242. Ocular syphilis: case series (2000-2015) from two tertiary care centers in Montreal
Session: Poster Abstract Session: Clinical: Sexually Transmitted Infections
Thursday, October 5, 2017
Room: Poster Hall CD
  • _ID_PosterNo242_ƒ.pdf (520.8 kB)
  • Background: In the past 15 years, a recrudescence of syphilis was observed in Canada, along with a surge in ocular syphilis cases. Without treatment, ocular syphilis can have serious consequences potentially leading to blindness. Our goal was to describe the demographics, clinical presentations, proportion of co-infection with HIV, treatments and visual outcomes of ocular syphilis cases.

    Methods: Patients with a confirmed positive syphilis serology between 2000 and 2015 were identified through the reference laboratory database. A retrospective chart review was performed for those who visited the ophthalmology clinic of Hôpital Maisonneuve-Rosemont or Hôpital Notre-Dame to identify ocular syphilis cases.

    Results: Among the 119 patients (174 eyes) identified (2.5% of the population screened), 80% were male; of which 63% were MSM. Mean presenting logMAR visual acuity was 0.70 (20/100 Snellen) and unilateral ocular involvement occurred in 54%. Ocular manifestations included interstitial keratitis (24 eyes), anterior uveitis (37 eyes), intermediate uveitis (17 eyes), posterior uveitis (31 eyes), panuveitis (27 eyes), isolated optic nerve involvement (25 eyes) and others (12 eyes) including VI nerve palsy, scleritis, episcleritis. Cerebrospinal fluid (CSF) examination was done in 65 (55%) patients. Of those, VDRL was positive in 14 (22%) patients; white blood cells and proteins were elevated in respectively 28 (43%) and 39 (60%) of patients. HIV status was unknown in 39 (33%) patients; among those whose serology were performed (or previous status was known), 38 (48%) were HIV-infected. Intravenous aqueous penicillin G was administered in 69 (58%), intramuscular benzathine penicillin in 25 (21%) and other antibiotics, mainly due to allergy, in 3 (3%) patients. Treatment allowed a visual improvement of –0.22 logMAR (gain of 5 lines on Snellen chart) after a mean follow-up period of 19 months.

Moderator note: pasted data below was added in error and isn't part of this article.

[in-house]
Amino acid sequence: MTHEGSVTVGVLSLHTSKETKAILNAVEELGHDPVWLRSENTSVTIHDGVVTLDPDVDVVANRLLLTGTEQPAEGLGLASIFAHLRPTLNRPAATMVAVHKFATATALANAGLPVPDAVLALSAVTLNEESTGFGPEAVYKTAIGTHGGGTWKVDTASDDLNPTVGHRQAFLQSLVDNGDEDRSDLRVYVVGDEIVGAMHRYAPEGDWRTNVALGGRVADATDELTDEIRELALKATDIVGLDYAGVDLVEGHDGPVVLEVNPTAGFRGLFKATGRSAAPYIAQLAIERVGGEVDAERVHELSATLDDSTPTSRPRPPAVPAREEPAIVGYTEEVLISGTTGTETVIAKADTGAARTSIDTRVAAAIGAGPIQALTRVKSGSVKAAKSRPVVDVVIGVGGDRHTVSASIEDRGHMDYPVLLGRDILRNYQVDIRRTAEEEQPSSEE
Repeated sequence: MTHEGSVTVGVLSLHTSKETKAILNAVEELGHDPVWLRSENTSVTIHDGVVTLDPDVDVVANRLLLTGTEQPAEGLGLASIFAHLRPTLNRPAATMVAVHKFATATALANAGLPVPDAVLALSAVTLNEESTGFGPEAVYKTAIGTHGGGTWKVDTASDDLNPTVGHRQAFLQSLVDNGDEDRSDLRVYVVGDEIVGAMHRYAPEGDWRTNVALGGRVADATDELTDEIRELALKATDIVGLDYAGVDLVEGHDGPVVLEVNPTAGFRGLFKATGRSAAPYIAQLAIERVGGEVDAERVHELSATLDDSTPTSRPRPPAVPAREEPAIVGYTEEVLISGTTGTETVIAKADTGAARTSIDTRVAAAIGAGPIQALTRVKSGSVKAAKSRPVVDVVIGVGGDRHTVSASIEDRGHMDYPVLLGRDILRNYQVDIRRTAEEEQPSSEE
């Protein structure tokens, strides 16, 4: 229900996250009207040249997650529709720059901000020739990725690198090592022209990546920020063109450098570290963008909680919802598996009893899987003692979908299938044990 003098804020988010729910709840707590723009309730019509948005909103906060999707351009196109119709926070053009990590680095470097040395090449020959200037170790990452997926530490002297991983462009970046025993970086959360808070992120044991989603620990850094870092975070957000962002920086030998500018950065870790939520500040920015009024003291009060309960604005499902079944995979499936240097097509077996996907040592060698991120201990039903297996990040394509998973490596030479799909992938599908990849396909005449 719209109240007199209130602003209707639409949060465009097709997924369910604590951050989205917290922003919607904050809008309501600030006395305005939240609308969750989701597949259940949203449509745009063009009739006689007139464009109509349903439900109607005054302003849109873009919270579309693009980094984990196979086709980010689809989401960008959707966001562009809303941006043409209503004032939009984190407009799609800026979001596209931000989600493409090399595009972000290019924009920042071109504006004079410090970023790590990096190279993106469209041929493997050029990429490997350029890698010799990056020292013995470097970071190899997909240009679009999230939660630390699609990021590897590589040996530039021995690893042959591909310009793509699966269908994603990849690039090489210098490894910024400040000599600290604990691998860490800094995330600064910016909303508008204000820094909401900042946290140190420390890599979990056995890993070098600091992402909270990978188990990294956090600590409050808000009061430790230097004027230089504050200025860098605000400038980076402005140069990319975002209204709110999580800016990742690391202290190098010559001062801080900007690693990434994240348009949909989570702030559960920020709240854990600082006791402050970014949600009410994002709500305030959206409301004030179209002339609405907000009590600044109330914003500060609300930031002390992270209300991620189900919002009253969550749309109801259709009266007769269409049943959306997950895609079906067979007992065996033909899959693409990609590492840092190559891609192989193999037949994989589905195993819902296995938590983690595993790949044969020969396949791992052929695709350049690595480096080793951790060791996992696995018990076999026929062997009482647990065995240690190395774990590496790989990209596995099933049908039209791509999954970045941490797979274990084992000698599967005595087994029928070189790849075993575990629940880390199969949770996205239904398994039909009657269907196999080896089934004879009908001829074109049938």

Conclusion: Syphilis can manifest with a widely diversified array of ocular presentations, especially uveitis and optic nerve involment. Therefore it is primordial to keep this diagnosis in mind when facing high-risk patients with ocular symptoms. It is of utmost importance that clinicians improve rates of lumbar puncture, HIV screening and intraveinous penicillin treatment when managing ocular syphilis.

    Julie Vadboncoeur, MD1, Yasmine Rabia, MD1, Marie-Josée Aubin, MD1,2, Annie-Claude Labbé, MD3,4, Laurence Jaworsky, MD1,5, Bouchra Serhir, PhD6 and Claude Fortin, MD4,7, (1)Ophtalmology, University of Montreal, Montréal, QC, Canada, (2)Ophtalmology, Hôpital Maisonneuve-Rosemont, Montréal, QC, Canada, (3)Medical Microbiology and Infectious Diseases, Hôpital Maisonneuve-Rosemont, Montréal, QC, Canada, (4)Microbiology, Infectious Diseases and Immunology, University of Montreal, Montréal, QC, Canada, (5)Ophtalmology, Hôpital Notre-Dame du CHUM, Montréal, QC, Canada, (6)Laboratoire de Santé Publique Du Québec, Ste-Anne-de-Bellevue, QC, Canada, (7)Medical Microbiology and Infectious Disease, Hopital Notre-Dame du CHUM, Montreal, QC, Canada


    J. Vadboncoeur, None

    Y. Rabia, None

    M. J. Aubin, None

    A. C. Labbé, None

    L. Jaworsky, None

    B. Serhir, None

    C. Fortin, None

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